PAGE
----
Through the first six months of 2013, the Volkswagen Beetle, Mini Cooper, and Fiat 500 are America’s 51st, 52nd, and 53rd-best-selling vehicles. Together, they account for 0.8% of the American new vehicle market, same as last year. Only 116 sales separate the 51st-ranked Beetle from the 53rd-ranked Fiat.
Few cars are more directly competitive with one another while also being uniquely capable of appealing to such disparate buyers. For avid auto sales watchers, it’s more than a little interesting to see that these three lineups are selling at exactly the same rate.
They sell at a similar pace, but that is not a fast pace, and it’s not a consistent pace. Toyota USA has sold more than 30,000 Camrys in each of the last seven months. American Honda has sold more than 30,000 Accords in each of the last four months. Nissan USA has sold more than 20,000 Altimas in each of the last 14 months.
Those three nameplates, the Camry, Accord, and Altima, normally America’s three top-selling passenger cars, account for 7.1% of America’s new vehicle sales volume, down from 7.2% a year ago. America’s three top-selling compact cars, the Toyota Corolla, Honda Civic, and Ford Focus, are responsible for 5.8% of the new vehicle market, down from 6.1% a year ago. Meanwhile, America’s three best-selling pickup trucks are now responsible for 10% of the overall market, up from 8.7% in the first six months of 2012.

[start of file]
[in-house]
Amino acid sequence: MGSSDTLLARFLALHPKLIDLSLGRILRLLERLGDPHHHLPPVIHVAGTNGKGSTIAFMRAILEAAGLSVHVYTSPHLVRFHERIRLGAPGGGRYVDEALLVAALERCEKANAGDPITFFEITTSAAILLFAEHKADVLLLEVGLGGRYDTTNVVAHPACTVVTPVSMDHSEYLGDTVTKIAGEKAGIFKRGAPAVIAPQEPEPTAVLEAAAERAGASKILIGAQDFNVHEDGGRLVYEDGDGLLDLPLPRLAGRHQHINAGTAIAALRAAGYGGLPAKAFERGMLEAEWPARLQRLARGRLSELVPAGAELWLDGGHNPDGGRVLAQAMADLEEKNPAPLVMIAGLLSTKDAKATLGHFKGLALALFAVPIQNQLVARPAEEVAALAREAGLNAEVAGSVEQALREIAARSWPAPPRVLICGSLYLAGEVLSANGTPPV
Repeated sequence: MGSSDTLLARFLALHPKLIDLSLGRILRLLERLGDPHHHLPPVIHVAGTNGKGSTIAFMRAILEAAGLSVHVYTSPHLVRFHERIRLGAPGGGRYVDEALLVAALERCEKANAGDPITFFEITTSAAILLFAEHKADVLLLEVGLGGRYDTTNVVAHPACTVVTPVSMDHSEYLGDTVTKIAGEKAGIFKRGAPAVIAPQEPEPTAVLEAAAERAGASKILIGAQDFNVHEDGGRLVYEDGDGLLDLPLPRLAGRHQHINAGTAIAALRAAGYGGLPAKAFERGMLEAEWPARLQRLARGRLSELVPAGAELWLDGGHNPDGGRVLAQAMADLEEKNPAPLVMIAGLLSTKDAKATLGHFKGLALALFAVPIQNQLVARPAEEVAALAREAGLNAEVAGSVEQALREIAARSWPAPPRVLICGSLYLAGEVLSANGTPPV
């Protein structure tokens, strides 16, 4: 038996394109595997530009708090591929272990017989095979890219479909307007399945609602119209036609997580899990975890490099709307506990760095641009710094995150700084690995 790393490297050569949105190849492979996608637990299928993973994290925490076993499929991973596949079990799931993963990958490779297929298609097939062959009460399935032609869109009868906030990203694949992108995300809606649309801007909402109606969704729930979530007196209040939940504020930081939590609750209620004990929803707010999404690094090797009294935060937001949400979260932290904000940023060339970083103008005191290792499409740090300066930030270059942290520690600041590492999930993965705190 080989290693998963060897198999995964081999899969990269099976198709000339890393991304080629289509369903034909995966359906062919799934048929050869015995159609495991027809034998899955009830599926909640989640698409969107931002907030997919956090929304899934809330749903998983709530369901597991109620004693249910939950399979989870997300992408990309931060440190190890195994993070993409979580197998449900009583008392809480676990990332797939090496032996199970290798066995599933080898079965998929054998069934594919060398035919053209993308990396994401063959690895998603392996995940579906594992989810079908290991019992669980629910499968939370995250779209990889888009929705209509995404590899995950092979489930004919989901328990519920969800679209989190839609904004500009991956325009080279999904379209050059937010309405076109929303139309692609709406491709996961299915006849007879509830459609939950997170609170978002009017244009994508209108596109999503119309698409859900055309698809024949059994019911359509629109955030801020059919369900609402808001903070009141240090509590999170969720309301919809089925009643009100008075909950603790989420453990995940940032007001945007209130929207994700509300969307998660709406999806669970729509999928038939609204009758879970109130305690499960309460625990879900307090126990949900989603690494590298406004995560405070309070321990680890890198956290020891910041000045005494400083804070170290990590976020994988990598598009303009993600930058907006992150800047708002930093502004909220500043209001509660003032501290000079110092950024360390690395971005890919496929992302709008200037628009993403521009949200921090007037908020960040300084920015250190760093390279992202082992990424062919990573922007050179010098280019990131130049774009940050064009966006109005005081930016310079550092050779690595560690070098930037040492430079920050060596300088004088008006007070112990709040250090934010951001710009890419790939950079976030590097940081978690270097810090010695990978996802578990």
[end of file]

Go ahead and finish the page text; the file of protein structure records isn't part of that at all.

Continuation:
These are year-to-date rankings, but you can sort cars by June volume by clicking the June 2013 column header, or you can rank cars by improvements or declines using the % columns. Or, most importantly, you can list automakers together by selecting the Car column header. Just remember, the list is horizontally flipped from the norm: YTD on the left, monthly data on the right.
As always, you can find historical monthly and yearly sales figures for any of these vehicles by selecting a make and model at GCBC’s Sales Stats page.